After seeing Into the Wild will anyone pull a Chris Mccandless?

13

Comments

  • gue_barium wrote:
    If that's what this is about to you, that's too bad.

    Oh no, poor me.
  • gue_bariumgue_barium Posts: 5,515
    Oh no, poor me.

    Well, usually people who are blissfully unaware are just that, blissful, so the implication wasn't that it was too bad that you were blissful, it is too bad you're one of those people who likes it.

    Or, maybe you just want us to feel sorry for you cuz of your lot in life.

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  • eyedclaareyedclaar Posts: 6,980
    Do you spend your every waking moment trying to please other people? Sad, if so. I don’t understand the whole perception of him being selfish because of what he did "to his family". For starters, this kid gave away a huge chunk of money, something I’d be willing to bet about 99% of the people calling him selfish have never done. 2nd, it wasn’t his intention to abandon his family forever, it just worked out that way due to tragic circumstances. 3rd, he was young and angst ridden and some of his anger was directed at his family. I’d say that puts him on par with most people on earth. I was freakin' crazy when I was in my early 20's. 4th, he would have mot likely found his peace with himself and his family had his life not been cut short.

    Shit, I’ve made my treks into the wild (come check out central Idaho sometime) and I never told anyone where I was going or when I’d come back. It was something I had to do at the time in order to preserve my sanity and satisfy my curiosity. Thankfully, I always made it back. But if I hadn’t, my family and friends would have understood that it wasn’t a selfish act on my part, it was just something I had to do. I guess some people will get that and others won’t.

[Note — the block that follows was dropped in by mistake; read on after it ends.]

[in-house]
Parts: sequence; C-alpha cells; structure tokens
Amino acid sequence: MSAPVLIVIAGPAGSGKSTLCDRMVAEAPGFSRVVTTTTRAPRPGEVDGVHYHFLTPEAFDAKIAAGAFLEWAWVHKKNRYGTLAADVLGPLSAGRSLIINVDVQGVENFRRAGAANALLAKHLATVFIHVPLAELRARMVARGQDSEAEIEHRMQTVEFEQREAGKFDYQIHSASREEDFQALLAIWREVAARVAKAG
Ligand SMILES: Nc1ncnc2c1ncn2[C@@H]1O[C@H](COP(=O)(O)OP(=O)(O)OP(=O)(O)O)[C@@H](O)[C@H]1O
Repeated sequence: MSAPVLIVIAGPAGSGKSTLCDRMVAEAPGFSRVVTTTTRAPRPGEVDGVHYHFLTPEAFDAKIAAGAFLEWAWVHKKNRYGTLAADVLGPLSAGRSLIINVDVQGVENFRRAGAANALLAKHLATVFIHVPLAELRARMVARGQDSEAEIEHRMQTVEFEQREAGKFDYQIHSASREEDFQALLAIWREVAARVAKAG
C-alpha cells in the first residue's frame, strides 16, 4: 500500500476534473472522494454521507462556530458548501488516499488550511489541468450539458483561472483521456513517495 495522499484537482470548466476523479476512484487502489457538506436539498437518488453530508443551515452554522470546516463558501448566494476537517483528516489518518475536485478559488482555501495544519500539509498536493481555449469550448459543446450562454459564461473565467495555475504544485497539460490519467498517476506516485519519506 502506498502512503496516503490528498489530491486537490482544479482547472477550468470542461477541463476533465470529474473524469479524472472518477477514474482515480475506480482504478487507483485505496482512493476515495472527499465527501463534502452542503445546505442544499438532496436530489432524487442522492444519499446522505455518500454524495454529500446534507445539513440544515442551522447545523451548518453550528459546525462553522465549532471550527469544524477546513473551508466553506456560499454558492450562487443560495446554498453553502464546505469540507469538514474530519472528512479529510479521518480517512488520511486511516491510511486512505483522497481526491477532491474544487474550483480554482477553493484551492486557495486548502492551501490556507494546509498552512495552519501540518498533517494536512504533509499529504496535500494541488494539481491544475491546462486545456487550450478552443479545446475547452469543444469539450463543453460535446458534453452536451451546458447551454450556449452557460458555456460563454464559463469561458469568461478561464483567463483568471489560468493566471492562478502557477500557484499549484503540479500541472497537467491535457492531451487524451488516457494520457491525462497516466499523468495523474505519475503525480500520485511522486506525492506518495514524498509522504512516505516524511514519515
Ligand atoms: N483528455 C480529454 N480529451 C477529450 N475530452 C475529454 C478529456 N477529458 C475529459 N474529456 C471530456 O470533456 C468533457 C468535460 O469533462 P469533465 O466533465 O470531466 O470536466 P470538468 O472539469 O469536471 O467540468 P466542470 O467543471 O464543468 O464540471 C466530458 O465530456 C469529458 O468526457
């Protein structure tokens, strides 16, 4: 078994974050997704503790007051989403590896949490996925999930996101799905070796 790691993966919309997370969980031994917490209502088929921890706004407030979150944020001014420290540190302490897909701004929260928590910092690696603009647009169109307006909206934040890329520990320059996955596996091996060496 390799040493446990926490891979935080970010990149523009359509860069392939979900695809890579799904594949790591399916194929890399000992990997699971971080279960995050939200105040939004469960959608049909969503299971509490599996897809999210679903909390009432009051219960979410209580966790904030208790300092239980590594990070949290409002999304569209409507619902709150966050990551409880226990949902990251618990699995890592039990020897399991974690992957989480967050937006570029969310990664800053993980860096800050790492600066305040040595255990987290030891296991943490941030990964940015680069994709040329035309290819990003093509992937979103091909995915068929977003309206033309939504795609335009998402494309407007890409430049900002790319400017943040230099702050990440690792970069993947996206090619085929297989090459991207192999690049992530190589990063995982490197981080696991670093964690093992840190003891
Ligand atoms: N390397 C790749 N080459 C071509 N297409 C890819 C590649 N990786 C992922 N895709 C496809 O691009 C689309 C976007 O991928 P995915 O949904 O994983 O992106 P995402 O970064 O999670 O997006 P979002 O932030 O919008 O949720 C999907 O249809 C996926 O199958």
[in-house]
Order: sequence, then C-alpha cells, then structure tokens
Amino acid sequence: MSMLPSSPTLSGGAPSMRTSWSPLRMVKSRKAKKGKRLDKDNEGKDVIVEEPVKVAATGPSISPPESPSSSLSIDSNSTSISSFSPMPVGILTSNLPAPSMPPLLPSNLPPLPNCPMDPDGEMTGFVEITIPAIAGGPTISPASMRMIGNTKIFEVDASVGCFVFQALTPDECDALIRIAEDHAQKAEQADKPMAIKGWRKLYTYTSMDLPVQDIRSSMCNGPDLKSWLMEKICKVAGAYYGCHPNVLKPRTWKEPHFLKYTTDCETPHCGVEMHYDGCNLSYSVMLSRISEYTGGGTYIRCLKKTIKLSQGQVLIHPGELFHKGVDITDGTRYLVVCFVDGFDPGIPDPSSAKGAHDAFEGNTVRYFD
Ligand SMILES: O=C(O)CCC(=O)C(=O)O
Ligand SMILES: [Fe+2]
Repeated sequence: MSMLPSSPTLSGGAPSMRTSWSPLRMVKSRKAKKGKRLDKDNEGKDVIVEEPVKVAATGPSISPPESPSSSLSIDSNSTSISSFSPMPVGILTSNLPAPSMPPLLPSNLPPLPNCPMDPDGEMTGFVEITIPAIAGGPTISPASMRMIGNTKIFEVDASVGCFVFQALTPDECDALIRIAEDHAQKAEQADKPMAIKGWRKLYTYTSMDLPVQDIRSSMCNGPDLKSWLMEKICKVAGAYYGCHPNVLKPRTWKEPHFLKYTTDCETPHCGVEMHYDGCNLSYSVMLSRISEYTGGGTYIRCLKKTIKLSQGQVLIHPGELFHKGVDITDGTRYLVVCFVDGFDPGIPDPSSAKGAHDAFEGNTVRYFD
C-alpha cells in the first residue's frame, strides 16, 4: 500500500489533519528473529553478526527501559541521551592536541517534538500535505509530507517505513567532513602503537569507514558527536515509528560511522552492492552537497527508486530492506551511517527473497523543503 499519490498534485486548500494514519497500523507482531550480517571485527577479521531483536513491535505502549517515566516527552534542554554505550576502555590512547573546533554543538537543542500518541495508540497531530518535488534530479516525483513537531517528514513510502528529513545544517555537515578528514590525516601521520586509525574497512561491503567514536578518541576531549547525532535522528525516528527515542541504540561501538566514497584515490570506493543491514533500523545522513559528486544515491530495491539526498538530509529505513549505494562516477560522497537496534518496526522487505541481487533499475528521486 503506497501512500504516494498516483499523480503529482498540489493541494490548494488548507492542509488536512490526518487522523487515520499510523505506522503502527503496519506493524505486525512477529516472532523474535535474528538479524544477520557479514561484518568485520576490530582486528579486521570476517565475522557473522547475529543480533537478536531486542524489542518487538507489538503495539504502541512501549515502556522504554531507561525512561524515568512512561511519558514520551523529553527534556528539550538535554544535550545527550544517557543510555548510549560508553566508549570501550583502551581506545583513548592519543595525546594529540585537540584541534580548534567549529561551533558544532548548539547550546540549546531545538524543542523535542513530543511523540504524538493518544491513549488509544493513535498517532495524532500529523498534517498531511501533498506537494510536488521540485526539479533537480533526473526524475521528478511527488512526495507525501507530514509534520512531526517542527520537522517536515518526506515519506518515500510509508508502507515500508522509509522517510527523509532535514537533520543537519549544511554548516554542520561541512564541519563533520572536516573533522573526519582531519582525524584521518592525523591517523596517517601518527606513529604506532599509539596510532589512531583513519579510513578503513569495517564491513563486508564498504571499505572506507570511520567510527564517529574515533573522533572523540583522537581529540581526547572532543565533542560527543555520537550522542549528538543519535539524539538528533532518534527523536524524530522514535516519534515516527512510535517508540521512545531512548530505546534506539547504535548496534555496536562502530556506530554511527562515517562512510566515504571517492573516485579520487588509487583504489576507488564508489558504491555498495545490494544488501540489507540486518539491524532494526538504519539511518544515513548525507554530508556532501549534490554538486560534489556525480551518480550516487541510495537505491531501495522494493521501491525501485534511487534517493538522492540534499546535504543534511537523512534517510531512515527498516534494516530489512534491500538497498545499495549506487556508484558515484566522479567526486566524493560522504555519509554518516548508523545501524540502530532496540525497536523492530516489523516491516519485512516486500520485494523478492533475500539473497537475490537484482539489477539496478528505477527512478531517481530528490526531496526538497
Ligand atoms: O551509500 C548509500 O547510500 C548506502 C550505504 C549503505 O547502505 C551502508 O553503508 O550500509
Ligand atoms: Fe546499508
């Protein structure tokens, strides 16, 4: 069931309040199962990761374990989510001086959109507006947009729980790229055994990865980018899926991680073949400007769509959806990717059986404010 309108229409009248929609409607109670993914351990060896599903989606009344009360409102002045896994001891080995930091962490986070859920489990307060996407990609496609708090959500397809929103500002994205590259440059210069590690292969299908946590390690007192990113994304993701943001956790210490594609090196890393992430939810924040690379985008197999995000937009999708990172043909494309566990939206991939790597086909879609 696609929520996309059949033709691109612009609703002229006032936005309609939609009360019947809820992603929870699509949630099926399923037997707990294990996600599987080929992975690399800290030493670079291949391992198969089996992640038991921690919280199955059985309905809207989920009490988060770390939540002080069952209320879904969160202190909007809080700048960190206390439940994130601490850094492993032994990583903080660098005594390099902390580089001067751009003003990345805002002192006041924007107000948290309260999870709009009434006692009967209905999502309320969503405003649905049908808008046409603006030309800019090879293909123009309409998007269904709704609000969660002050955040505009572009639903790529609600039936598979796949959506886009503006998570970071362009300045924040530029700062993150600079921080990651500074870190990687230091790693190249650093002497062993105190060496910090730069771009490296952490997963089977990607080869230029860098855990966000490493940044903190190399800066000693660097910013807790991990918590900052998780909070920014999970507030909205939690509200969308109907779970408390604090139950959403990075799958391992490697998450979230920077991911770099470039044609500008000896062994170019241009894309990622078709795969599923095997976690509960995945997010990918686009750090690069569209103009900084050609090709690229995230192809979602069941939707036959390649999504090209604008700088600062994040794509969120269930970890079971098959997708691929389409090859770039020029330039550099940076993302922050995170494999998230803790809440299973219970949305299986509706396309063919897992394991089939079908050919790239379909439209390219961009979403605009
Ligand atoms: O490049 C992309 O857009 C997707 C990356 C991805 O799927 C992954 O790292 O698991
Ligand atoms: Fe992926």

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  • gue_bariumgue_barium Posts: 5,515
    eyedclaar wrote:
    Do you spend your every waking moment trying to please other people? Sad, if so. I don’t understand the whole perception of him being selfish because of what he did "to his family". For starters, this kid gave away a huge chunk of money, something I’d be willing to bet about 99% of the people calling him selfish have never done. 2nd, it wasn’t his intention to abandon his family forever, it just worked out that way due to tragic circumstances. 3rd, he was young and angst ridden and some of his anger was directed at his family. I’d say that puts him on par with most people on earth. I was freakin' crazy when I was in my early 20's. 4th, he would have mot likely found his peace with himself and his family had his life not been cut short.